All Parents for Public Schools chapters share a mission of supporting quality public education for everyone. The context of the Hawai‘i chapter is different in a few ways. Hawai’i is the only state with one school district, the only one that does not fund public schools with property taxes, and Hawai‘i has the highest private school enrollment in the country.
Hawai‘i also ranks 45th in per student funding and has the lowest teacher pay (adjusting for the cost of living) and highest teacher turnover. This school year, over 1,000 classrooms are without a qualified teacher. Native Hawaiian students are more likely to have an unqualified educator, and many special needs students do not receive support from credentialed special education teachers. Facilities need upgrading, with leaky ceilings, inoperable bathrooms and inadequate electrical systems at some schools.
Given the challenge to getting this measure passed to bring needed funding to public schools, PPS of Hawai‘i founded the Fund Our Hawaii Schools Coalition together with other like-minded non-profit organizations: Hawai‘i Children’s Action Network, Hawai‘i Alliance for Progressive Action, IMUA, the Education Caucus of the Democratic Party, and the Social Justice Council of the First Unitarian Church of Honolulu. Together, we canvassed districts, informed neighborhood councils, spoke at press conferences, and communicated through social media and email updates. We highlighted the issues at our PPS Hawai‘i annual meeting.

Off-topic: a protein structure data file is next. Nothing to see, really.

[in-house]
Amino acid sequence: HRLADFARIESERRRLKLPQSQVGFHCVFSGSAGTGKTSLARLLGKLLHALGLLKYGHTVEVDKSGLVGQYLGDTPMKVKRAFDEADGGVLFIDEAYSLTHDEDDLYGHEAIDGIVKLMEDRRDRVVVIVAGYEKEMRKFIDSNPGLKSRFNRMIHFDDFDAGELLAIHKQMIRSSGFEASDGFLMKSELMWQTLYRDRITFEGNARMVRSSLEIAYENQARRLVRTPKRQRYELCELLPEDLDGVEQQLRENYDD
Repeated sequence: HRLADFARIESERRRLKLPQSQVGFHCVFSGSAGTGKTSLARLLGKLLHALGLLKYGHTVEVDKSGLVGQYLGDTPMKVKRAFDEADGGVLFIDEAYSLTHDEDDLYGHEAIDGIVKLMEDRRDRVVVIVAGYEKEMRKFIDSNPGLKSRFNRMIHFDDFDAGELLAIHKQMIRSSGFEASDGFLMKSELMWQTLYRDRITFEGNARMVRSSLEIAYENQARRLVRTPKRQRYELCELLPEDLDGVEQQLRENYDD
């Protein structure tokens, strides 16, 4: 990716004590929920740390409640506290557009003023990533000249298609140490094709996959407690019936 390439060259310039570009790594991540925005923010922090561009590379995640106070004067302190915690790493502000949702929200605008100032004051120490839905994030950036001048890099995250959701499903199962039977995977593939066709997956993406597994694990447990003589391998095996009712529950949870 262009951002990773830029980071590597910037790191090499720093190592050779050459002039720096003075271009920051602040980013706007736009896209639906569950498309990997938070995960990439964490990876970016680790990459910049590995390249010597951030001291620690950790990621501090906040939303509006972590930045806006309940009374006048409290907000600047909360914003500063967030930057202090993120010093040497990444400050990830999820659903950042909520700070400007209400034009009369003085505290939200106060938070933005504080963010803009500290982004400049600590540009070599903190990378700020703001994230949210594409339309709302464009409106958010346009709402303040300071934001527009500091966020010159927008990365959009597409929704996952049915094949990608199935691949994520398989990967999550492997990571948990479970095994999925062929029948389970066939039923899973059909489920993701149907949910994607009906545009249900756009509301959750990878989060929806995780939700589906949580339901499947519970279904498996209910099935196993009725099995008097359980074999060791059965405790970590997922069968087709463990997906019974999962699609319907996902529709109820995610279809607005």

Opponents of the “Con Am” formed a Super Pac. This group sent massive glossy mailings, paid for frequent television ads, and spread the false ideas that the measure would apply to commercial property and that the measure would raise the cost of living for all, in spite of evidence to the contrary.
The counties of O‘ahu, Kaua‘i, Hawai‘i, and Maui asked the courts to remove the measure from the ballot due to language they felt was too vague. The judge ruled that the language was appropriate, and the ballot measure was to remain. But the counties appealed to the Hawai‘i Supreme court, which ruled, only three weeks before the election, to remove the measure from the ballot, preventing voters from deciding the issue.
In spite of our defeat, in allowing voters to express their support and to achieve reliable funding for schools in the 2018 election, much progress was made in achieving wider understanding of the school funding crisis. Most opponents said that they supported public schools and believed that funding was needed, but they did not agree with the surcharge. We achieved a greater understanding among all parties that educational funding for public schools should be a priority.
PPS of Hawai‘i has a critical role to play in the ongoing work to bring our schools to excellence, equity, and relevance. Given the enhanced public understanding of school needs and the importance of adequate funding, support from the Governor and the legislature, we believe that Hawaii can move from the bottom to lead the nation in respect for teachers and education equity, relevance, and effectiveness.
Below are additional links to videos and other websites.